LAGOS (Reuters) - Royal Dutch Shell cannot yet say when a force majeure on two grades of Nigerian crude oil will be lifted, after production stoppages caused by theft and flooding cut up to 20 percent of exports from Africa’s top supplier.
On Monday, Shell said its Nigerian venture had declared force majeure on exports of the Bonny and Forcados crudes on Friday, citing damage caused by thieves and flooding affecting a third-party supplier it did not identify.
“Shell cannot yet say at this time when the force majeure will be lifted,” Shell spokesman Precious Okolobo said by telephone on Tuesday, declining to give further details. Shell is Nigeria’s biggest oil operator.
Nigeria’s oil is exported to the United States, Asia and Europe and supply disruptions can affect world prices because it is priced against the Brent oil benchmark. Brent fell by $1.70 a barrel to below $108 on Tuesday, a smaller decline than the U.S. crude benchmark.
Separately, French oil company Total on Tuesday told Reuters it had stopped oil and gas production from its onshore OML 58 block due to flooding. The block, in which Total has a 40 percent stake, normally produces the equivalent of 90,000 barrels per day (bpd) of oil.
Total confirmed that output produced in OML 58 is exported via Shell’s Bonny terminal, in which the French group owns 10 percent.
Bonny Light and Forcados are two of Nigeria’s most important oil grades and in October accounted for 427,000 bpd, about a fifth of the country’s total exports of 2.048 million bpd.
A force majeure allows a company to suspend contractual obligations in the face of unexpected events. Oil trading sources said exports of Bonny and Forcados were continuing, but exports were delayed by around five days.
The outages underscore the scale of the problem of oil theft, or “bunkering,” as it is known in Nigeria, to which officials say up to 20 percent of its oil is lost.
They would also be the first confirmed evidence of an impact on oil output by the worst flooding Nigeria has experienced in five decades. The Niger river burst its banks last month, submerging stretches of the oil-rich region in flood waters.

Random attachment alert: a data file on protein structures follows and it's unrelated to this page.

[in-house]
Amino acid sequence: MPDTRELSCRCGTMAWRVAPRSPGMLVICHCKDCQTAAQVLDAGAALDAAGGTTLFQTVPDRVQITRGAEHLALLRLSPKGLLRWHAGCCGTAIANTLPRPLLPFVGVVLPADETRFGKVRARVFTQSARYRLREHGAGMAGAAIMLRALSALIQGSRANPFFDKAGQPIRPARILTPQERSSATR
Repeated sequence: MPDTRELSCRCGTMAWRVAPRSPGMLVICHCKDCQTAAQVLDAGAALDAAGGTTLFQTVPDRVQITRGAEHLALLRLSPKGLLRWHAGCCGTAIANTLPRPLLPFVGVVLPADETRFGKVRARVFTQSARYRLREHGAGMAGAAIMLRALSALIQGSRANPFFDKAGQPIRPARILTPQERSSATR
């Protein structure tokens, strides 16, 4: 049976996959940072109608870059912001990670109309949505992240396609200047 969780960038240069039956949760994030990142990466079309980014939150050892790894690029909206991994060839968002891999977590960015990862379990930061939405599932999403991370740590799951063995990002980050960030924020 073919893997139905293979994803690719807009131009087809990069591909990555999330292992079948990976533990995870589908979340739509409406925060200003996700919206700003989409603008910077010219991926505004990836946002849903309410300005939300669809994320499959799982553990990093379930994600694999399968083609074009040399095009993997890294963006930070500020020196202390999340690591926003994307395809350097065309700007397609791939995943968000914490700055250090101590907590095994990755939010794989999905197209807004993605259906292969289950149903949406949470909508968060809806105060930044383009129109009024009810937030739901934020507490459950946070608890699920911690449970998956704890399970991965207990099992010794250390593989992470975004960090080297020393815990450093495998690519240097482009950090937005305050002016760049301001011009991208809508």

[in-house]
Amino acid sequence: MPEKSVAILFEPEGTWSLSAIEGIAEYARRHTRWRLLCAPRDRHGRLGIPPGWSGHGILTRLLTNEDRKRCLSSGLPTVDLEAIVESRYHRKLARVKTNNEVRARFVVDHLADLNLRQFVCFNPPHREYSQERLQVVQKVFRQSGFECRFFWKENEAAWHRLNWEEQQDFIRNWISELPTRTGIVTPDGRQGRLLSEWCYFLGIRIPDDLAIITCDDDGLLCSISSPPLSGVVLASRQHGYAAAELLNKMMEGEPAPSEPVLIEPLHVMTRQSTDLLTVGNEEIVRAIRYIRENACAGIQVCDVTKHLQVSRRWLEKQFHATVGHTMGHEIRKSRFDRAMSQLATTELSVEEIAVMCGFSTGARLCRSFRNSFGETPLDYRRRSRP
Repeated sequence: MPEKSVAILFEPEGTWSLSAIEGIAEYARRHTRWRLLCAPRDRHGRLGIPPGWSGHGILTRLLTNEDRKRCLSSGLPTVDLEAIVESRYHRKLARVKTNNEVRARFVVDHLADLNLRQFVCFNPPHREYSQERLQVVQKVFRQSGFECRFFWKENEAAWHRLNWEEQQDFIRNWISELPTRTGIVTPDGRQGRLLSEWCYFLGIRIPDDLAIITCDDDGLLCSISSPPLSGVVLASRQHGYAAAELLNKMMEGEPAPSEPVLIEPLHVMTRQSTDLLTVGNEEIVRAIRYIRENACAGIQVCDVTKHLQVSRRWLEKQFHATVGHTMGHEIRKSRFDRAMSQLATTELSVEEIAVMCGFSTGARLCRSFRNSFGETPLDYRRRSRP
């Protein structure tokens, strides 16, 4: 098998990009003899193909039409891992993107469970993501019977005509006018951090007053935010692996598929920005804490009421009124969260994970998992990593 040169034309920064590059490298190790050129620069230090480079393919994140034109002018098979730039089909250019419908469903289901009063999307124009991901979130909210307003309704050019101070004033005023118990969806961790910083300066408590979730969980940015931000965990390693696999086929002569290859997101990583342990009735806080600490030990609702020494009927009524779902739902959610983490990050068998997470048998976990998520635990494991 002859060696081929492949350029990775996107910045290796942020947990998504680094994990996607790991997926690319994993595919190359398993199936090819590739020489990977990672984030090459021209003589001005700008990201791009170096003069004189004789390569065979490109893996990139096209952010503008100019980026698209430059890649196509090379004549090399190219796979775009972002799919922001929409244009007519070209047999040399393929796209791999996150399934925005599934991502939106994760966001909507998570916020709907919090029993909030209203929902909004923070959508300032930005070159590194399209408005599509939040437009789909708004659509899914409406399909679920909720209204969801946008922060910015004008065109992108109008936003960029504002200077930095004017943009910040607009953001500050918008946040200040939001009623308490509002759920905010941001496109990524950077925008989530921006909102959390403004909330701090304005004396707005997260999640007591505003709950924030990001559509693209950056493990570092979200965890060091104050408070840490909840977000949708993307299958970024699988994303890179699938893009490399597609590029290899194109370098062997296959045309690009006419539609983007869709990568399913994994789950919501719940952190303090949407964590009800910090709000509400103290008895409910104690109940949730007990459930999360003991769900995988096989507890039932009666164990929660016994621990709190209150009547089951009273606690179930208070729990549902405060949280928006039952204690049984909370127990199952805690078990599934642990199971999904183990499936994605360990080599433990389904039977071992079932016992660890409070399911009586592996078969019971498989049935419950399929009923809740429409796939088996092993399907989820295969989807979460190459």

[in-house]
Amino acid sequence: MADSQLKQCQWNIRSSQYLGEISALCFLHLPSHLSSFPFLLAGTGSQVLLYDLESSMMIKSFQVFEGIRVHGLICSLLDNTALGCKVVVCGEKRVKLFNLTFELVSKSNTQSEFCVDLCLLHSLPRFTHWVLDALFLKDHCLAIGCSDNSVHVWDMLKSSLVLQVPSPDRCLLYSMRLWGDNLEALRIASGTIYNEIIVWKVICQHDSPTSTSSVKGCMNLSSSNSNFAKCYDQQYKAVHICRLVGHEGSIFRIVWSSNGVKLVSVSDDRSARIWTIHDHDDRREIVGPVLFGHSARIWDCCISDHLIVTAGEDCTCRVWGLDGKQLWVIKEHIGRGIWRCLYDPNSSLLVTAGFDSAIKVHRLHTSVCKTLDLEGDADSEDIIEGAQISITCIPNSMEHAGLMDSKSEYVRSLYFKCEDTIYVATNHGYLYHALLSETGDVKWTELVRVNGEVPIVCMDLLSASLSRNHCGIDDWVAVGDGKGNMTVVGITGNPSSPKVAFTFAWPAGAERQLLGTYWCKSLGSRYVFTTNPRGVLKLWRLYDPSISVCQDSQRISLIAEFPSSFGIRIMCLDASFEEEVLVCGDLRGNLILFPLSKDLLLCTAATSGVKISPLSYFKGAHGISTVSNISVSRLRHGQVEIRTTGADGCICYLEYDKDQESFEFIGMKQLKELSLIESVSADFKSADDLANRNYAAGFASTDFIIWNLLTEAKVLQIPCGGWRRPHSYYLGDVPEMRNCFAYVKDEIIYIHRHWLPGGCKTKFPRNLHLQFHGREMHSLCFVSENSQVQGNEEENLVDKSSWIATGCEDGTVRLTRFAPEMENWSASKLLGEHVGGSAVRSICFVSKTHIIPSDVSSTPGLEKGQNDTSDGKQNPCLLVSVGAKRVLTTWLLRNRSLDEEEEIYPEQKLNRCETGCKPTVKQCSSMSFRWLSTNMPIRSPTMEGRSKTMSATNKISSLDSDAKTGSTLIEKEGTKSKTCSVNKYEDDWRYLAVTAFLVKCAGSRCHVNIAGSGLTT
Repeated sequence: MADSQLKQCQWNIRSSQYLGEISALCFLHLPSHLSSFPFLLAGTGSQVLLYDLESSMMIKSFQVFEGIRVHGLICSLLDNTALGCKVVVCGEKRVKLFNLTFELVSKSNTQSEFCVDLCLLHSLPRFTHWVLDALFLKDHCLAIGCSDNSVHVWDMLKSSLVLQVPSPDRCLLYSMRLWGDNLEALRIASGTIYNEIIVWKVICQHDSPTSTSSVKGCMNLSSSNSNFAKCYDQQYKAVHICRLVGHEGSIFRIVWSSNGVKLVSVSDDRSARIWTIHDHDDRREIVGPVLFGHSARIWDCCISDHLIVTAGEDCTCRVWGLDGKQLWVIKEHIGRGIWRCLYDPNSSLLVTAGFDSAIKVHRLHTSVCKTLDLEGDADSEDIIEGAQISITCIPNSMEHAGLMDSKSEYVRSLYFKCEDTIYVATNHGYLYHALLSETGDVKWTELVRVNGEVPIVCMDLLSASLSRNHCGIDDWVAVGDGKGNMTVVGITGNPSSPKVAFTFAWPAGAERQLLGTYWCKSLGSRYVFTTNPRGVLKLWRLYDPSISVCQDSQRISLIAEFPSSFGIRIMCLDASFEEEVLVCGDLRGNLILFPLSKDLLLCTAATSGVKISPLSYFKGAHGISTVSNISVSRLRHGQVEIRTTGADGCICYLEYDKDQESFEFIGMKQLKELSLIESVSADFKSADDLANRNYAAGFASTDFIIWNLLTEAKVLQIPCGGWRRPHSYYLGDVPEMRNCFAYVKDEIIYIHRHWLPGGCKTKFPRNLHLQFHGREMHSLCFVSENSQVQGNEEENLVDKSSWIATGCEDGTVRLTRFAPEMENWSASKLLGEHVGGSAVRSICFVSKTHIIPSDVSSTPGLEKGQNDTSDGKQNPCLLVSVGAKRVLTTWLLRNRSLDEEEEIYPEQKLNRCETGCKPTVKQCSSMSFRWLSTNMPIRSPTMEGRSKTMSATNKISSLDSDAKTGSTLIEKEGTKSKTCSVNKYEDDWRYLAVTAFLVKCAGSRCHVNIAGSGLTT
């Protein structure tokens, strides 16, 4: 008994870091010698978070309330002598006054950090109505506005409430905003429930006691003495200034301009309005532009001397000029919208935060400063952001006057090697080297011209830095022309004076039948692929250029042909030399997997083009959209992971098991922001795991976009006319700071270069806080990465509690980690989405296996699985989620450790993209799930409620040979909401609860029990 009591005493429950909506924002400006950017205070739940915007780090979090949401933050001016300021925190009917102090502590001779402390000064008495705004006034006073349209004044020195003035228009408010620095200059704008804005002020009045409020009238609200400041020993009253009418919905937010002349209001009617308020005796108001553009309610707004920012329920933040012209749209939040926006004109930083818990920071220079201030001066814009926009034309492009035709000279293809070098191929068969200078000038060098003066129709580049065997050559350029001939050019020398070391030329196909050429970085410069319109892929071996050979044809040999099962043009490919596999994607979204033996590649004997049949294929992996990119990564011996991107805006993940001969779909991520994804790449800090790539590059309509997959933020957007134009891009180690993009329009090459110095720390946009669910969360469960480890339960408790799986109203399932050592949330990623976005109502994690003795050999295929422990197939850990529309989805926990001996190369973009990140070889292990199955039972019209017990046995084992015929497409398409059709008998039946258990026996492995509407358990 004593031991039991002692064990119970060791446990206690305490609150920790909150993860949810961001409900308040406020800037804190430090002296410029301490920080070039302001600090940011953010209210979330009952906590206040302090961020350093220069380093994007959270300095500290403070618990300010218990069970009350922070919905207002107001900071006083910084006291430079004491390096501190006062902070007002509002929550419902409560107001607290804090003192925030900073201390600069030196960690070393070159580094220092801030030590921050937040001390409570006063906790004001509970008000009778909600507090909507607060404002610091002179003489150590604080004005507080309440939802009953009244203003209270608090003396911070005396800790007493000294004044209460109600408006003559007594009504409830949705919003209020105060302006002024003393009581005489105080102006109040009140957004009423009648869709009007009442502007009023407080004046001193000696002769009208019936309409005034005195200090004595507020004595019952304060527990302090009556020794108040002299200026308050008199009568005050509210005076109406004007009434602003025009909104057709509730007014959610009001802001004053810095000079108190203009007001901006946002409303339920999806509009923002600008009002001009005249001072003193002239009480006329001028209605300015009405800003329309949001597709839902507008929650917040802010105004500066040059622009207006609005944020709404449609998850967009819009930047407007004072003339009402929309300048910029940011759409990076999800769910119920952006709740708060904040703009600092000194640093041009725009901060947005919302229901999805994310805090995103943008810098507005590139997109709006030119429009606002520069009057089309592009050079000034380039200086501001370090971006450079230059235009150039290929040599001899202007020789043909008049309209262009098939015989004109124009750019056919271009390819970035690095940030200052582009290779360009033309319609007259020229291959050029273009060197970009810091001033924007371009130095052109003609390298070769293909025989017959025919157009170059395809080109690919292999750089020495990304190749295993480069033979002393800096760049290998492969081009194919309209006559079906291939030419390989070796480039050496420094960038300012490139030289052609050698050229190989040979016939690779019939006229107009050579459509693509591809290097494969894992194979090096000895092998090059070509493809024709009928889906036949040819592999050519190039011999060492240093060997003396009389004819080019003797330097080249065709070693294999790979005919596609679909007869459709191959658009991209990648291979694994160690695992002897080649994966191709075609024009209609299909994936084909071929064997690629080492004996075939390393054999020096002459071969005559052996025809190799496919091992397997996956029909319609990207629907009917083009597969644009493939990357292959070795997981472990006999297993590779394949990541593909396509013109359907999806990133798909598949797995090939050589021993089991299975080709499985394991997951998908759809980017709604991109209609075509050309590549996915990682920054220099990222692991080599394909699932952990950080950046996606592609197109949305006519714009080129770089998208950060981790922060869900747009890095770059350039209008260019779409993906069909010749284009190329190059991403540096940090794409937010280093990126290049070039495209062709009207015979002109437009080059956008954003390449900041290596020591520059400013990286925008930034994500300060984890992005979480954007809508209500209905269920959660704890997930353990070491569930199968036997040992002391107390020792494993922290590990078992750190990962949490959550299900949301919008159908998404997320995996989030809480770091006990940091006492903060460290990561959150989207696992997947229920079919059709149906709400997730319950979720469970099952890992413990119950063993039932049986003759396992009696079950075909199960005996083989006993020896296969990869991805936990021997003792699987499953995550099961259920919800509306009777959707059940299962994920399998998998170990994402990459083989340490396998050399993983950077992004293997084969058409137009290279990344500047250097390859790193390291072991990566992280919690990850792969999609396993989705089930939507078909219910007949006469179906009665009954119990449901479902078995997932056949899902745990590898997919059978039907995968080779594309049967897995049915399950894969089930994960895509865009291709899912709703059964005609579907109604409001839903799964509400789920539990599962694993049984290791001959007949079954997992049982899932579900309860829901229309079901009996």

Traders said Shell’s Forcados exports had been delayed by about five days, while there had so far been little additional impact on Bonny loadings because production of that grade has already been reduced for some weeks.
The force majeure on Bonny is linked to “attacks a few weeks ago. It’s five days’ delays and stuff we already know about,” said a trader of the crude.
On September 30, Shell said its Nigerian unit closed the Bonny pipeline which sends crude to the Bonny terminal and stopped 150,000 bpd of production after oil thieves caused a fire.
A spokesman for ExxonMobil said its Nigeria Quo Iboe and other operations had not been affected by flood waters. Chevron which operates the Escravos field did not comment.
On Monday, Shell said loadings of Forcados were affected by damage caused by thieves tapping into the Trans Forcados Pipeline and the Brass Creek trunk-line, while the Bonny loadings were hit by a fire on a ship suspected of stealing oil and flooding affecting a third party producer.
A senior politician from Nigeria’s Niger Delta, Dele Cole, launched a campaign against bunkering on Monday, highlighting the international criminal networks involved in the trade, including Balkan criminal groups.
Bunkering causes huge environmental damage in Nigeria, as burst pipelines are often left spraying oil into the Niger Delta’s fragile wetlands environment.